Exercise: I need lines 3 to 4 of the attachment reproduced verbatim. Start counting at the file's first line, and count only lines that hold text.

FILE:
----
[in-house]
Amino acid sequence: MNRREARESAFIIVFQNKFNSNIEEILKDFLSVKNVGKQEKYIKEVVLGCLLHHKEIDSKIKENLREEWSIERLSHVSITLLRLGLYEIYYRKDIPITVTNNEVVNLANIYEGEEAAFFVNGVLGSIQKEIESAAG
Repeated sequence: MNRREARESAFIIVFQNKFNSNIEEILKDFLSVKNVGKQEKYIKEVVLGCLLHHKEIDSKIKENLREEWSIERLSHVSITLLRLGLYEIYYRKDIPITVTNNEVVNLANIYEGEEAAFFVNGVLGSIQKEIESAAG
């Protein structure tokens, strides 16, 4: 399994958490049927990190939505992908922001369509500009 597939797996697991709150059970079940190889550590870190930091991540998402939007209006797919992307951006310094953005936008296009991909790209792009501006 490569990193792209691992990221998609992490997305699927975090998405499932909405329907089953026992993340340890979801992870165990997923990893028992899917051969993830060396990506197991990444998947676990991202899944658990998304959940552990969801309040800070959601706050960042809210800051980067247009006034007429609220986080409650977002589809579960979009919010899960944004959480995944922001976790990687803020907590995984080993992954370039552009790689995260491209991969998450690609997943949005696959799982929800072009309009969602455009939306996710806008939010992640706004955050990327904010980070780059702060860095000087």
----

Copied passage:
Repeated sequence: MNRREARESAFIIVFQNKFNSNIEEILKDFLSVKNVGKQEKYIKEVVLGCLLHHKEIDSKIKENLREEWSIERLSHVSITLLRLGLYEIYYRKDIPITVTNNEVVNLANIYEGEEAAFFVNGVLGSIQKEIESAAG
């Protein structure tokens, strides 16, 4: 399994958490049927990190939505992908922001369509500009 597939797996697991709150059970079940190889550590870190930091991540998402939007209006797919992307951006310094953005936008296009991909790209792009501006 490569990193792209691992990221998609992490997305699927975090998405499932909405329907089953026992993340340890979801992870165990997923990893028992899917051969993830060396990506197991990444998947676990991202899944658990998304959940552990969801309040800070959601706050960042809210800051980067247009006034007429609220986080409650977002589809579960979009919010899960944004959480995944922001976790990687803020907590995984080993992954370039552009790689995260491209991969998450690609997943949005696959799982929800072009309009969602455009939306996710806008939010992640706004955050990327904010980070780059702060860095000087």